When an important process needs to be kept alive, there are monitoring tools to restart them if they die (e.g. god tasks in ruby), in my case I have an overnight scraping task that I need to have done by the morning. My code maintains state so all that is required is a watchful eye and a few shift-enters, but not if I'm asleep!

My question: Is there any way to detect when a Kernel dies and automatically restart that Kernel and run specific code or perhaps enqueue specific cells to evaluate?

More Details:

My cell is running happily in the notebook, and then at random intervals for unknown reasons the notebook's kernel silently dies (you can tell because all the symbol colorings change), the notebook itself is fine, but the symbol table is empty. However my code maintains state, so to resume all I have to do to resume processing where I left off is to shift enter a single cell.

  • $\begingroup$ Strongly related: "Self-restarting MathKernel - is it possible in Mathematica?" $\endgroup$ – Alexey Popkov Dec 17 '15 at 8:04
  • $\begingroup$ With addition to @AlexeyPopkov, add another cell which can check if your task is finished and can restart procedure if it isn't. P.s.: Quit the Kernel and start new session automatically $\endgroup$ – Kuba Dec 17 '15 at 8:17
  • $\begingroup$ For my answer I assumed that when you talk about a kernel dying you mean that it crashes (effectively quits). If it fails in some other way, e.g. it hangs due to an infinite loop in your Mathematica code (say, because of some rare condition you didn't anticipate), then this won't work. $\endgroup$ – Szabolcs Dec 17 '15 at 10:40
  • $\begingroup$ There was an exciting new set of kernel discovery and management features demoed by WRI at WTC 2015. Not much help to you now but they will make a big difference in the version they are released in. Fingers crossed for version 11. $\endgroup$ – Edmund Dec 17 '15 at 12:26

Assuming FrontEnd survives, prepare 3 cells:

(*init cell, won't be needed later*)

state = CurrentValue[EvaluationNotebook[], {"TaggingRules", "state"}] = 0;

SetOptions[ #, 
    {CellTags -> {"Procedure"}, ShowCellTags -> True}
]& /@ {NextCell[], NextCell @ NextCell[]};

CurrentValue[$FrontEndSession, "ClearEvaluationQueueOnKernelQuit"] = False;

(*main procedure cell*)

Print["cell init session id: ", $SessionID];

    CurrentValue[EvaluationNotebook[], {"TaggingRules", "state"}] = i;
    If[  MemberQ[{2, 3, 4}, i],  Quit[]  ]
    {i, state + 1, 5}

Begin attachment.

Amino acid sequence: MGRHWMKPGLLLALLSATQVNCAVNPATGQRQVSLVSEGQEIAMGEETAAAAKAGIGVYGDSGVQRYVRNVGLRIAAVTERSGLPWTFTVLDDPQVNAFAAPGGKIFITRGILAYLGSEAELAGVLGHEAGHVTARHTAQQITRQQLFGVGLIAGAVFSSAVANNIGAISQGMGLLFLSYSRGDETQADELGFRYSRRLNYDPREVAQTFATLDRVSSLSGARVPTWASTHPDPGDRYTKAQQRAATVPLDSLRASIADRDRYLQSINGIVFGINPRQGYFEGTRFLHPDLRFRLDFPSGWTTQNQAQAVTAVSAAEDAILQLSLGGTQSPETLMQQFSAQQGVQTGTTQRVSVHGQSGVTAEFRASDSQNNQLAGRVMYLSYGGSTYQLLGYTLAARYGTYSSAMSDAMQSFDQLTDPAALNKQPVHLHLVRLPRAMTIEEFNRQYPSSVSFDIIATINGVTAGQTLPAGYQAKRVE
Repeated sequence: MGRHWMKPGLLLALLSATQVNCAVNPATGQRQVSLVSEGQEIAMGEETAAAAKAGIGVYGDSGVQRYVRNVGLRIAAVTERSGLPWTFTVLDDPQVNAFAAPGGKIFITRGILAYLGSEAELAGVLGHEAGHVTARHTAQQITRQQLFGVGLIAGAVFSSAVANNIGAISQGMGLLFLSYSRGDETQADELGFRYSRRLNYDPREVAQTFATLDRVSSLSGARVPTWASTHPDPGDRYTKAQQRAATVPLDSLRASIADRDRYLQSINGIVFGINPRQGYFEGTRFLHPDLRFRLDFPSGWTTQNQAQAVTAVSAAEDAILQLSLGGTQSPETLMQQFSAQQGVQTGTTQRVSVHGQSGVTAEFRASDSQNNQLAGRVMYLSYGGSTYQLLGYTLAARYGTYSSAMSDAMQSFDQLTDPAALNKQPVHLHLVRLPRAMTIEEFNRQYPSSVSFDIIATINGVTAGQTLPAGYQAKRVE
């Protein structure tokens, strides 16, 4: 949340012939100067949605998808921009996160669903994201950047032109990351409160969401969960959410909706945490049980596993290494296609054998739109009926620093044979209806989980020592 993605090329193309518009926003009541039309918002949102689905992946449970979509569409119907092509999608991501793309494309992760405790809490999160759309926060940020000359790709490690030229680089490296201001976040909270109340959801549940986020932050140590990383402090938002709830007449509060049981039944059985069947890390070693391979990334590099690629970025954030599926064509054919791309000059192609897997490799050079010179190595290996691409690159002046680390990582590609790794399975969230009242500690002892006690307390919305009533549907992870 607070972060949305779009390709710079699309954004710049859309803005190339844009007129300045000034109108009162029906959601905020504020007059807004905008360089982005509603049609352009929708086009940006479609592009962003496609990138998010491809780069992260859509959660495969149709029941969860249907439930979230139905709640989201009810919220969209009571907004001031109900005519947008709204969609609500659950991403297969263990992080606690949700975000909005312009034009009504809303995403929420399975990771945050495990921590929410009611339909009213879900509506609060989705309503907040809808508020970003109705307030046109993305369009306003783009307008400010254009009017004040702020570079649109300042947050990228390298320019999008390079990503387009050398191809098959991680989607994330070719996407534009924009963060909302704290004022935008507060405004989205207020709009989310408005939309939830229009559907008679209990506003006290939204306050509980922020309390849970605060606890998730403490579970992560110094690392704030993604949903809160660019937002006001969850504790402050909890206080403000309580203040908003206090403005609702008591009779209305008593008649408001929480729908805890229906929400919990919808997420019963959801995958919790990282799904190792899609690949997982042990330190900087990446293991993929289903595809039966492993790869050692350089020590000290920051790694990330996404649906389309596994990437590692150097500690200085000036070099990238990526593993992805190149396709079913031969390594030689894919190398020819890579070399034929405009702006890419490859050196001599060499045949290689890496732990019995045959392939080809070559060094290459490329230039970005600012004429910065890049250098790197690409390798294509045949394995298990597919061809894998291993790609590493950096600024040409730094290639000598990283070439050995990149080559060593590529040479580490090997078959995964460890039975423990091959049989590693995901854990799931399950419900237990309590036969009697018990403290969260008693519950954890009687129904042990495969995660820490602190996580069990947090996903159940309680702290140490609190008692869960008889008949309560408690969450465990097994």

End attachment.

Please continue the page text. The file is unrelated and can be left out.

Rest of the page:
(* restarting procedure *)

   # < 5
   state = #;
   Print["procedure was interrupted at state: ", #];
   SelectionEvaluate @ EvaluationNotebook[];
] & @ CurrentValue[EvaluationNotebook[], {"TaggingRules", "state"}]

Select them all and evaluate. TaggingRules are not important, it's just minimal example of preserving state.

cell init session id: 25310486074412977156



procedure was interrupted at state: 2

cell init session id: 25310486139919804003


procedure was interrupted at state: 3

cell init session id: 25310486231460654483


procedure was interrupted at state: 4

cell init session id: 25310486323762607669


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One approach would be to run the evaluation in a second kernel which is controlled from a main kernel through MathLink/WSTP. Then your main kernel can detect if the MathLink connection dies.

You can implement this manually (a lot of work), or you can try to do it using the parallel computing tools, where much of the groundwork is already laid down.

In fact it turns out that the parallel tools already have the feature to re-launch dead subkernels:

enter image description here

Here's a demonstration of how it works. I killed a subkernel manually using my operating system's process manager. Notice that none of the evaluations were missed; the dead kernel's task was resubmitted for the relaunched one.

enter image description here

If you use this approach, it is still up to you to write your code in a way that is usable with parallel tools. You can, if desired, limit the number of a subkernels to one. SetSharedVariable and SetSharedFunction could be used to maintain some of the state in the main kernel, but for safety it would be good to minimize the interaction between the subkernel and main kernel as much as possible. For example, if your code is crawling websites, then the subkernel can process a complete page without any main kernel interaction, then send back the new links to be followed to the main kernel in one step.

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